On the 1 April 2015, the Competition and Markets Authority ("CMA") published its first annual report on concurrency (the "2015 Report"). The date marked the first anniversary of the newly enhanced concurrency arrangements following the Enterprise and Regulatory Reform Act 2013 ("ERRA"). The reforms were designed to encourage greater use of the regulators' competition powers under the Competition Act 1998 (the "CA98") and to enhance cooperation between sector regulators and the CMA.
The 2015 Report at a glance
In the last year, there has been a marked increase in enforcement activity in the regulated sectors, with six CA98 investigations launched spanning the postal, broadcasting, aviation, healthcare and energy sectors. Of the six new investigations, five have been opened by the relevant regulators and one by the CMA.
According to the report, both the CMA and the regulators have gone beyond the formal requirements on information sharing and regularly engage in informal discussions to share best practices. The CMA and the sector regulators established the UK Competition Network which encourages further cooperation through regular working-level meetings.
It is also significant that two of the CMA's most high profile market investigations launched in 2014 have been in the energy and retail banking sector. The report highlights that in both investigations, the CMA worked closely with Ofgem and the FCA respectively.
Since April 2014, Ofgem received three new complaints and has launched two formal investigations. Ofgem also made use of its information-gathering powers and powers to enter premises on both occasions. This is a stark contrast to the five investigations launched in the previous eight years and demonstrates Ofgem's determination to make the most of the new concurrency regime.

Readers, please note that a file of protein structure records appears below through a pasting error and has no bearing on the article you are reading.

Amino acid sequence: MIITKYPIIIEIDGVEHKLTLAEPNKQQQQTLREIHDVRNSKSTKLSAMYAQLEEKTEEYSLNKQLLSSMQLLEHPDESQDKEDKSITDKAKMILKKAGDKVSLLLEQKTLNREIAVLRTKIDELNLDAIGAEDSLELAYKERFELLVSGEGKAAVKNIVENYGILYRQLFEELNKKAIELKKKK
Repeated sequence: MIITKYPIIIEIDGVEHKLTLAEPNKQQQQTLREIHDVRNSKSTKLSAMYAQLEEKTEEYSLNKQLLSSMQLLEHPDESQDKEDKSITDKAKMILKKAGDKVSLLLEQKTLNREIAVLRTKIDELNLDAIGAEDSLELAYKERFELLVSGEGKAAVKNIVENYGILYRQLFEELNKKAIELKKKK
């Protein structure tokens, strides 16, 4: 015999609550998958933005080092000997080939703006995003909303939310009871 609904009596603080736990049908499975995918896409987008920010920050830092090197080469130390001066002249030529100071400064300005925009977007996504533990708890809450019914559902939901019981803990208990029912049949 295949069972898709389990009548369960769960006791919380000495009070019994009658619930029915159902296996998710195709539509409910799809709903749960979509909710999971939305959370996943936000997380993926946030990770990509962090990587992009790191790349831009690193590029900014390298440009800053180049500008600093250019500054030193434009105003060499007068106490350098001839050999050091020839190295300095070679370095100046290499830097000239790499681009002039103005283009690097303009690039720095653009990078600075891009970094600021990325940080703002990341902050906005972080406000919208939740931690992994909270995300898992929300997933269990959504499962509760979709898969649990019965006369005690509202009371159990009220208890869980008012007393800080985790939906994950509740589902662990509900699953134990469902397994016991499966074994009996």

Since April 2014, Ofcom received two new complaints and formally launched two investigations. Ofcom also made use of its information-gathering powers and powers to enter premises under the CA 98 four times.
One broadcasting case was opened under the competition law prohibitions since April 2014, which brings Ofcom's total number of ongoing investigations to three. It is also due to come to a provisional decision in Spring 2015 in a third investigation in the postal sector.
The 1 April 2015 marked the entry into force of full concurrent competition law powers for the Financial Conduct Authority ("FCA"). The 2015 Report indicates that over the coming months, the FCA intends to carry out market studies using both its pre-existing powers under the Financial Services and Markets Act 2000 and newly acquired concurrency powers. Indeed, the FCA has built an impressive competition department of nearly fifty people including lawyers and economists.
The FCA's 2015/2016 Business Plan sets out its intention to launch market studies looking at competition in four areas, namely corporate and investment banking services, asset management, mortgages and the use of technology and big data by insurance firms. The coming months are therefore likely to be eventful as the FCA explores its new competition law mandate.
The Water Act 2014 (the "Act") paves the way for greater competition in the water industry. In particular, the opening of competition in non-household retail supplies in England is likely to lead to interesting developments. The Act also aims to facilitate the creation of a cross-border retail market. The 2015 Report states that the CMA will be assisting Ofwat with the ongoing implementation of the Act. The reforms to the non-household retail market are due to be implemented by April 2017.
Civil Aviation Authority
In June 2014 the CAA and CMA signed a Memorandum of Understanding setting out their working arrangements in relation to the two elements of the aviation sector in which the CAA has competition powers, namely the Airport Operation Services and the Air Traffic Services. Since April 2014 the CAA has also formally launched an investigation into a suspected breach of competition law by an airport.
The table below shows the overall increase in enforcement activity in the last year compared with the previous eight years. It is a clear indication that sector regulators are on the whole embracing their new powers. This shift is likely to be welcomed by those who believe regulators with industry knowledge are better equipped to carry out competition law investigations than a general competition authority. It remains to be seen whether the trend will be maintained in the coming years.